Driving while intoxicated can lead to significant consequences. In Texas, you are legally impaired when your blood alcohol concentration (BAC) is 0.08 or more, but you break the law as soon as the drugs or alcohol affects your driving. If the police have reasonable suspicion to stop you and they confirm you are legally intoxicated, you may face a DWI charge.
In addition to fines, imprisonment and the loss of your driver’s license, your job may be affected. Here is how this can happen.
The loss of a job
If your job involves driving, operating machinery or being in charge of those who do these things, you may lose it. The first reason is if your charge leads to the loss of your license. You can’t operate a vehicle without a valid license, which means you will be unable to work.
Further, if you go to jail upon conviction, which can be up to 180 days for the first offense, you can lose your job. Your employer will likely replace you, as they want to keep operations going.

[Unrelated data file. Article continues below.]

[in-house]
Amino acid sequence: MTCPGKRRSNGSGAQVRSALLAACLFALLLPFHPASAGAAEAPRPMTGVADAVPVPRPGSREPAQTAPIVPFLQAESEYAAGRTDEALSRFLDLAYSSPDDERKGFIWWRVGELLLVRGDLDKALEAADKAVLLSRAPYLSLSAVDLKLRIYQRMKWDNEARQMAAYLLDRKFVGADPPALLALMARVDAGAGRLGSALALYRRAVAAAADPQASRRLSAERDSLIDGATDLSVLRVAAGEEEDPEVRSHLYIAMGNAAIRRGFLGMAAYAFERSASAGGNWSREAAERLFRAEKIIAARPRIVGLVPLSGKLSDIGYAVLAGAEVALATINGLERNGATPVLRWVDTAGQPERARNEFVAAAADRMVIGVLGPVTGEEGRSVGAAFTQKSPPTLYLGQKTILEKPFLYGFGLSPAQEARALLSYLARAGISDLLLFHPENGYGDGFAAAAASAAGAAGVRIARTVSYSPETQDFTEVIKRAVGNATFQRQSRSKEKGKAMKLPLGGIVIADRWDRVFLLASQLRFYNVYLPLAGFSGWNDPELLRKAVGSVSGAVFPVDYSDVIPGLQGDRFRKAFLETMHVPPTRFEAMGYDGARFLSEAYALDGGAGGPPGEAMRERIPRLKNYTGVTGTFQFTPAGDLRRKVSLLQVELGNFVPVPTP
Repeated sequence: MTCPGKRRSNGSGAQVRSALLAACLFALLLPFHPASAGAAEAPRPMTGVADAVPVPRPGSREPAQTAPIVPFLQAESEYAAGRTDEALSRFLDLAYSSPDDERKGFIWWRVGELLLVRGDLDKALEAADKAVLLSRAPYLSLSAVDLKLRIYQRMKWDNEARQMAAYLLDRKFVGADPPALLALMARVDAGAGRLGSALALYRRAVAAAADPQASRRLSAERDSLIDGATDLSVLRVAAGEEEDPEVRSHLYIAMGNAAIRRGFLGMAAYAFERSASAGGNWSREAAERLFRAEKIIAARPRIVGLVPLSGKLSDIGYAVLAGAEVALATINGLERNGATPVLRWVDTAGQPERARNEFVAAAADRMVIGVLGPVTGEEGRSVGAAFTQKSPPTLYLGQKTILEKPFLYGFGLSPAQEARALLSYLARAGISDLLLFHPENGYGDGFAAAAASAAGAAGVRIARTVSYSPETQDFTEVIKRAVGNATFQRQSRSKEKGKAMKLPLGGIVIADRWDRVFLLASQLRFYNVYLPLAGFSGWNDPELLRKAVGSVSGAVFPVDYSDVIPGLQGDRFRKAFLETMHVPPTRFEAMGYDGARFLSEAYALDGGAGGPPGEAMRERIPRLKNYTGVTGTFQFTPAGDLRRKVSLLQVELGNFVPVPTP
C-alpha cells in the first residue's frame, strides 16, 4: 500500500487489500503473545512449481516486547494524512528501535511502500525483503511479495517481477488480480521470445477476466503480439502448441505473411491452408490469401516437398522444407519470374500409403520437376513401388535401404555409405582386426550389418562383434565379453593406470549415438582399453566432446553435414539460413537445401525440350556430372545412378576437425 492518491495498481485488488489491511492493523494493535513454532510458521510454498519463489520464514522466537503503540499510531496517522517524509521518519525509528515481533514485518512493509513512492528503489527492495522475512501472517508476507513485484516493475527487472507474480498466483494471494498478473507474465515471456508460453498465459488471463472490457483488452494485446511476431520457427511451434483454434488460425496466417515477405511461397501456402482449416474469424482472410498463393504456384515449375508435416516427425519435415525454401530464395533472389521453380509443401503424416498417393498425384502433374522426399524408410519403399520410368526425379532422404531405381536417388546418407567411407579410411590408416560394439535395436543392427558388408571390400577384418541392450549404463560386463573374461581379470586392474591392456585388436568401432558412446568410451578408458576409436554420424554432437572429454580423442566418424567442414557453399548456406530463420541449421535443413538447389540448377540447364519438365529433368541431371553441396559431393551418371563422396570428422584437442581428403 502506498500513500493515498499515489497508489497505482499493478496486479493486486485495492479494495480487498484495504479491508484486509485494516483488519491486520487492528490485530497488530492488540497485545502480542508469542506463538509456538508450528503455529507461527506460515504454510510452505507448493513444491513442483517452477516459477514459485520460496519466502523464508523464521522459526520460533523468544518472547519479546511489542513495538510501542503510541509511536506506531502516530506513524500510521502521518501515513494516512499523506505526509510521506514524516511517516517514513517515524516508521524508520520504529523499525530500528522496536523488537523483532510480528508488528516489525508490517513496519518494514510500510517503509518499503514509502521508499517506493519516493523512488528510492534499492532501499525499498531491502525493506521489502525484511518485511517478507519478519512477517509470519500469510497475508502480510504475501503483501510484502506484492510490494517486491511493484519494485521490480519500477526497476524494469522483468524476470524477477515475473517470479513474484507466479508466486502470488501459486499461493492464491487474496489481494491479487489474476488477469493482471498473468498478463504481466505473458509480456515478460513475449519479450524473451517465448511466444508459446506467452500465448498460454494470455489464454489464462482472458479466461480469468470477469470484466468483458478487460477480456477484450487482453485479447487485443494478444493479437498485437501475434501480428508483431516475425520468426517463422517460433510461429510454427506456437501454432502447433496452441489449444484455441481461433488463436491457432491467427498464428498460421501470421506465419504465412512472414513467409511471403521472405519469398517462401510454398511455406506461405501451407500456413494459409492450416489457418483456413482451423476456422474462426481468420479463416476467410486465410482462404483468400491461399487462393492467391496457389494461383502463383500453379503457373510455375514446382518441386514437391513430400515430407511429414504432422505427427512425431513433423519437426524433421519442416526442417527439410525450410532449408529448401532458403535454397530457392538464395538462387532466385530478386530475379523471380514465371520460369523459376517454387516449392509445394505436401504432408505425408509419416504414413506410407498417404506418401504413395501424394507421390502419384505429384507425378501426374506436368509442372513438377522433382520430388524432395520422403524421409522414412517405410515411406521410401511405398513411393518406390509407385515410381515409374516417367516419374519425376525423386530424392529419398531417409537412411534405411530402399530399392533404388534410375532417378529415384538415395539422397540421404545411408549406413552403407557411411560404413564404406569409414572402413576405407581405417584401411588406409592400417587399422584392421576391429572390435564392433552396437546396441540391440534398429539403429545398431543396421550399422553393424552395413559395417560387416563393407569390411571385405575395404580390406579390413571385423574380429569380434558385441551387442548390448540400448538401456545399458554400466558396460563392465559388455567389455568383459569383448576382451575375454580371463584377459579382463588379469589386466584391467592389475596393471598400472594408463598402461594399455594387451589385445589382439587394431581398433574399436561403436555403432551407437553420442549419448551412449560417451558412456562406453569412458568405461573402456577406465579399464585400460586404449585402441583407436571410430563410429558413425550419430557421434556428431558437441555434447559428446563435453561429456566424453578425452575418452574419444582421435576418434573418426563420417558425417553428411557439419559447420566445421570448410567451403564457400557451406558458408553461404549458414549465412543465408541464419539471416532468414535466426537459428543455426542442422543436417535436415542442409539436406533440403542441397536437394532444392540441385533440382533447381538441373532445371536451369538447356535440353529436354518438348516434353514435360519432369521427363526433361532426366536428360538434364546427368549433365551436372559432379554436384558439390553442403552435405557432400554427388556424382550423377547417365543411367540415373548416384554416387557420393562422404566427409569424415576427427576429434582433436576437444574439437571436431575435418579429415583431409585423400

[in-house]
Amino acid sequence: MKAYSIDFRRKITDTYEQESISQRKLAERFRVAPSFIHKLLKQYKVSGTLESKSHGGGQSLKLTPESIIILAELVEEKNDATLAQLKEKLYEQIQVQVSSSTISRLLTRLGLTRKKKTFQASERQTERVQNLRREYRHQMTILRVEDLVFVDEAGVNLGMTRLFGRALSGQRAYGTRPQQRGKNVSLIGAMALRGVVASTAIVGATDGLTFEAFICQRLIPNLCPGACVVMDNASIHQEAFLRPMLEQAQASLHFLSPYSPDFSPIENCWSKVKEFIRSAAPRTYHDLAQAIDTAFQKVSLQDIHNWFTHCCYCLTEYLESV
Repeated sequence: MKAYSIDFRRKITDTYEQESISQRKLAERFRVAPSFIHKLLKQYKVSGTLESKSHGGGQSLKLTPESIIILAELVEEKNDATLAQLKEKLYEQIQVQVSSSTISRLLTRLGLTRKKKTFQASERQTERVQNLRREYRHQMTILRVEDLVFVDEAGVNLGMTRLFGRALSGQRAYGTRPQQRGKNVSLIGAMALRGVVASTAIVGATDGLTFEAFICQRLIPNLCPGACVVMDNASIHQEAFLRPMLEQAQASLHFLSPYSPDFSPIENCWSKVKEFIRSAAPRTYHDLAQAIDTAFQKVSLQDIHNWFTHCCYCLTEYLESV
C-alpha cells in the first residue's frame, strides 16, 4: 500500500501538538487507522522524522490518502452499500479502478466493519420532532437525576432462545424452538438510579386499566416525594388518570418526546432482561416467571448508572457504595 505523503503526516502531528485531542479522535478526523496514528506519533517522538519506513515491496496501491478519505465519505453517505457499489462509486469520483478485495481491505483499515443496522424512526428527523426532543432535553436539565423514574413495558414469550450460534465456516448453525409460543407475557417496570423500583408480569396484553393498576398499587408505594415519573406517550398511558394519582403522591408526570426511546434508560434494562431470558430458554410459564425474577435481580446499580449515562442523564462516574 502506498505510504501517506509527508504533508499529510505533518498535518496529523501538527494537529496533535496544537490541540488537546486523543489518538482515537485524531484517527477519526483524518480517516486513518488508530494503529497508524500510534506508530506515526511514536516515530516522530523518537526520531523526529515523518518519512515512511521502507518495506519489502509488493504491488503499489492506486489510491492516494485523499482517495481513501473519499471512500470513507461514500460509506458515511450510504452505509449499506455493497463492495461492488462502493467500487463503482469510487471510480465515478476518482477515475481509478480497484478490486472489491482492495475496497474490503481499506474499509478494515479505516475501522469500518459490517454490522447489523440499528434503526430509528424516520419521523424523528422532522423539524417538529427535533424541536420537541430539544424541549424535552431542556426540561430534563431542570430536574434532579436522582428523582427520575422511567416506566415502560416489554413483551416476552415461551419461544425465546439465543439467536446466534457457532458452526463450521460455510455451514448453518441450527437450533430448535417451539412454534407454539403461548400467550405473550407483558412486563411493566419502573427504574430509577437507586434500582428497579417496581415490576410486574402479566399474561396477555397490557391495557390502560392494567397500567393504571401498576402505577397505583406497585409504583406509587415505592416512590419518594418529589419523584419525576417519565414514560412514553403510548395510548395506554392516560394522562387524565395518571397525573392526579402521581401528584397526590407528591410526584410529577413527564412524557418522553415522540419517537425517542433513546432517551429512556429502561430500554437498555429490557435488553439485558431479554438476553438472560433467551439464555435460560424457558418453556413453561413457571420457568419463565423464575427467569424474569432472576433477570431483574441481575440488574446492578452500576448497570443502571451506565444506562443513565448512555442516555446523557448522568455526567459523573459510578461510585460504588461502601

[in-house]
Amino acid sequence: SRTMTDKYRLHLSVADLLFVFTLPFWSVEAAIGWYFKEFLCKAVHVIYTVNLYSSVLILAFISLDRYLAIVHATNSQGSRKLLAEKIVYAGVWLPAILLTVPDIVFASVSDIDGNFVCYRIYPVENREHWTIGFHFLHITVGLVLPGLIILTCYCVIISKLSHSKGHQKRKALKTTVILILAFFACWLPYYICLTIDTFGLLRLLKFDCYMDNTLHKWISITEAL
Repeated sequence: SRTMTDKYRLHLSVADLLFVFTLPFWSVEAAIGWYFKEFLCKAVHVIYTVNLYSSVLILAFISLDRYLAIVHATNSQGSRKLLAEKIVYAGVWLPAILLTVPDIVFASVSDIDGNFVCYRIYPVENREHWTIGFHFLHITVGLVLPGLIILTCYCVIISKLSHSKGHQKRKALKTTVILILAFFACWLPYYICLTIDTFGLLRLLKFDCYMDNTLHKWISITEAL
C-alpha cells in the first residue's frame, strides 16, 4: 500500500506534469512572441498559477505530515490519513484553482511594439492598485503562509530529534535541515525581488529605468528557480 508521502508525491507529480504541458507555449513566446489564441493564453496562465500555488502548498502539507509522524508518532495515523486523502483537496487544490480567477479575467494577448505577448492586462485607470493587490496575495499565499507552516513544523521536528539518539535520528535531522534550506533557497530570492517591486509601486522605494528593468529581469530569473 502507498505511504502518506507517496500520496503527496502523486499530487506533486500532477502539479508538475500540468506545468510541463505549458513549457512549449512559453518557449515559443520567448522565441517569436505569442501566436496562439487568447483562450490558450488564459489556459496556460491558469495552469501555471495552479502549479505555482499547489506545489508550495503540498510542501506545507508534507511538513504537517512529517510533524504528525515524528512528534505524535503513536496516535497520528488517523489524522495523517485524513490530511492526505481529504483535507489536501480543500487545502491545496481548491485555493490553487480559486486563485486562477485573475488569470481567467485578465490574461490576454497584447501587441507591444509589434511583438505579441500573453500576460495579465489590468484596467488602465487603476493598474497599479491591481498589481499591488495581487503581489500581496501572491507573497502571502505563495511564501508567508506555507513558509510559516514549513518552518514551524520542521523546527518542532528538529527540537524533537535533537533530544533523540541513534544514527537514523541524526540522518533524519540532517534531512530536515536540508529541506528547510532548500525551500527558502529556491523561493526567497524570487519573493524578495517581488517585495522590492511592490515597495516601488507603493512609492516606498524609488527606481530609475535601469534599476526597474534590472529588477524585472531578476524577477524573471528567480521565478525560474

In some instances, you may still lose your job even if you avoid jail or the loss of your license. Some employers don’t tolerate a DWI – they want to protect themselves from lawsuits. Thus, they may not accept someone who may pose a security concern to colleagues and other road users to operate their vehicles or machinery.
Limiting job opportunities
If your current employee terminates your employment, getting another job can be challenging, particularly one that involves driving or operating machinery. Nonetheless, you can get jobs that don’t require these skills.
If you are charged with a DWI, you need to fight to avoid a conviction. You should get legal help to protect your record.